if it begins with "<?php"


== Validation Issues ==

Invalidating PHP script contained file is not simple. Attacker can inject
PHP code into any file and anywhere.

1. "<?", "<%" may occur in binary
2. <script language= is common in HTML

Forcing programmers to check binary/HTML/mail messages/etc would be
impossible.

== Solution ==

Please take a look at the RFC.
https://wiki.php.net/rfc/nophptags

Regards,


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Luke Scott
Re: [PHP-DEV] RFC: source files without opening tag
April 09, 2012 10:20PM
Tom,

On Apr 9, 2012, at 11:26 AM, Tom Boutell <[email protected]> wrote:

> Ralph, you make good points. And Luke's opposition to my new keyword
> is probably going to be shared by others (like Chris who just chimed
> in).
>
> So the more I think about it, the more a set of constants that can be
> OR'd together is a better idea than my associative array proposal. And
> it's best to keep the original four keywords, adding the second,
> optional parameter as a way of passing a combination of flags that
> alter their behavior.
>
> Also that set of bits could include the 'once' and 'warning' flags, so
> if you really want to just use the 'require' keyword and determine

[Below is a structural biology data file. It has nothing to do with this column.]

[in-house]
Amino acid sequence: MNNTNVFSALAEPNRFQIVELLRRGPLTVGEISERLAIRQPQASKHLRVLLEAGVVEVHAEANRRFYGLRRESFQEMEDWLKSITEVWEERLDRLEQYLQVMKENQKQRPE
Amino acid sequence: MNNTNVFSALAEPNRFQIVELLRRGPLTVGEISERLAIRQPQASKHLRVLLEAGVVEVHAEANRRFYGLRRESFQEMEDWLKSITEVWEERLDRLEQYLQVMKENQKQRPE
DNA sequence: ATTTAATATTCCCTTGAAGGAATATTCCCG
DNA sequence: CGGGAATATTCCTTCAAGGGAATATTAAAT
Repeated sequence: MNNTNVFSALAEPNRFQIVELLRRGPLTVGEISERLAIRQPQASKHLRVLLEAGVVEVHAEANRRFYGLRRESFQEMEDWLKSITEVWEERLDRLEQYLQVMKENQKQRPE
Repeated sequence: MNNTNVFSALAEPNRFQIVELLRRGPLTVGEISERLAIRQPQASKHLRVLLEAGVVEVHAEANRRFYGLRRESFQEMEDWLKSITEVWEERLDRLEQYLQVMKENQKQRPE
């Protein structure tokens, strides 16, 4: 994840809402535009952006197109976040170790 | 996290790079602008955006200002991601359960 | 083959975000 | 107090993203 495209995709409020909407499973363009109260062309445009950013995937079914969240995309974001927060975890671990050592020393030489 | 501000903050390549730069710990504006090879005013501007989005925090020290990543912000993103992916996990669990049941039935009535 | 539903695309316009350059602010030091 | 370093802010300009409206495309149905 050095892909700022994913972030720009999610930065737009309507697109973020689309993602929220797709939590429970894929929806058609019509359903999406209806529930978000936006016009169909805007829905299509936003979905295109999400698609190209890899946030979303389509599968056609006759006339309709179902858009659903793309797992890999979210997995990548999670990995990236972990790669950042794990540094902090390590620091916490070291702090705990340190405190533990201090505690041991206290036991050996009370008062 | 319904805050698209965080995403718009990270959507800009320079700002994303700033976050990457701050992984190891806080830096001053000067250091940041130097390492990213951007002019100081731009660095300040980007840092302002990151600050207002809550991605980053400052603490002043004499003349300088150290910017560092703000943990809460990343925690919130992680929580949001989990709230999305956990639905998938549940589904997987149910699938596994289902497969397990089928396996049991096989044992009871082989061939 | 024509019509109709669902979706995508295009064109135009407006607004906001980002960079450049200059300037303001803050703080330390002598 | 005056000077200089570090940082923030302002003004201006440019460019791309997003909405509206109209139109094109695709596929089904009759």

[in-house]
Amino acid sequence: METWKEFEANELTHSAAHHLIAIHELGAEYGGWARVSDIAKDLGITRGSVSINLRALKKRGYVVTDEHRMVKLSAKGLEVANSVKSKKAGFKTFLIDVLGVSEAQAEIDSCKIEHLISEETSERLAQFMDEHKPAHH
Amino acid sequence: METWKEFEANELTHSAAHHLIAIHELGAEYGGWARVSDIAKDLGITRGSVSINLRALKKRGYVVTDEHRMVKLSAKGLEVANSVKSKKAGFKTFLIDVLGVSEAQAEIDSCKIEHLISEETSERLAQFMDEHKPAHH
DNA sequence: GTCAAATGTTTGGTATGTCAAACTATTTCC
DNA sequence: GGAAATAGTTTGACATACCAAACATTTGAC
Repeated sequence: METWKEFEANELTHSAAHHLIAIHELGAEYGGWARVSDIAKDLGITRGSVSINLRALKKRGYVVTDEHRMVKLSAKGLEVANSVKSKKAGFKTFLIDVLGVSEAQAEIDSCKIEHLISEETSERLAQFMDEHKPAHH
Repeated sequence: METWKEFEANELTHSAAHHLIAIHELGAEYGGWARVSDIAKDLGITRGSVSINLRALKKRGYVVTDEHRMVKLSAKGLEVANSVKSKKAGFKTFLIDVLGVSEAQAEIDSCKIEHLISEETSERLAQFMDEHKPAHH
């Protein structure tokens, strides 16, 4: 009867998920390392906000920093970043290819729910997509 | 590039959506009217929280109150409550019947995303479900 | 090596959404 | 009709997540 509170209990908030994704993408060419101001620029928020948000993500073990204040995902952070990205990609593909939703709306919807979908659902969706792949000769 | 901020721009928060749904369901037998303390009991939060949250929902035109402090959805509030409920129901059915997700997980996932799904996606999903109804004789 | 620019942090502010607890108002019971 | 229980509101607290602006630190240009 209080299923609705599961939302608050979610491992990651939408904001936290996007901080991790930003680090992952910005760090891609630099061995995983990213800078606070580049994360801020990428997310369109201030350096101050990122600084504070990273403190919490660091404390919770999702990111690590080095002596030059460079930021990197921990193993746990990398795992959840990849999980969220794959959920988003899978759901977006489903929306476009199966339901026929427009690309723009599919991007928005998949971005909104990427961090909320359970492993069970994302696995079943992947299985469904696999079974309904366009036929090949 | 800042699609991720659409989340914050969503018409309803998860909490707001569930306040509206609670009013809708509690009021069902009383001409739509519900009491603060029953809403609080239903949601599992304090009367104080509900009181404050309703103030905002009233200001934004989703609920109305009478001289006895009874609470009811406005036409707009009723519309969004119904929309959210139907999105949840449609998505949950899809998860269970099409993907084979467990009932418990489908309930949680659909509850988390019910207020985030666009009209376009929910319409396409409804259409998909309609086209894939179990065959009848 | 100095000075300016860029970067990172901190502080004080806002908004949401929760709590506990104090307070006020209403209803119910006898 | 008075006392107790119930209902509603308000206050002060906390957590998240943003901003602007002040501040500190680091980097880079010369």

> dynamically which behavior you get, you can. So there are no new
> keywords needed.
>
> Also, the presence of any bit that is not recognized by this version
> of PHP should be an error. It's better to stop than to completely
> misparse a file (:
>
> I don't think long-ish constants are a real problem since this
> functionality would very likely be written just a few times in
> autoloaders (as is typical in almost any project that would be
> interested in .phpc files in the first place) rather than repeatedly
> all over the place in every file (as with old-fashioned uses of
> 'require', and various templating situations).
>
> I will revise the RFC shortly

I do like constants. I would recommend:

CODE
TEMPLATE
SILENT

....with some sort of prefix like INCLUDE_* or INC_*.

I would very much like to have the ability to prevent just the
warnings generated by include... Primarily for an auto loader.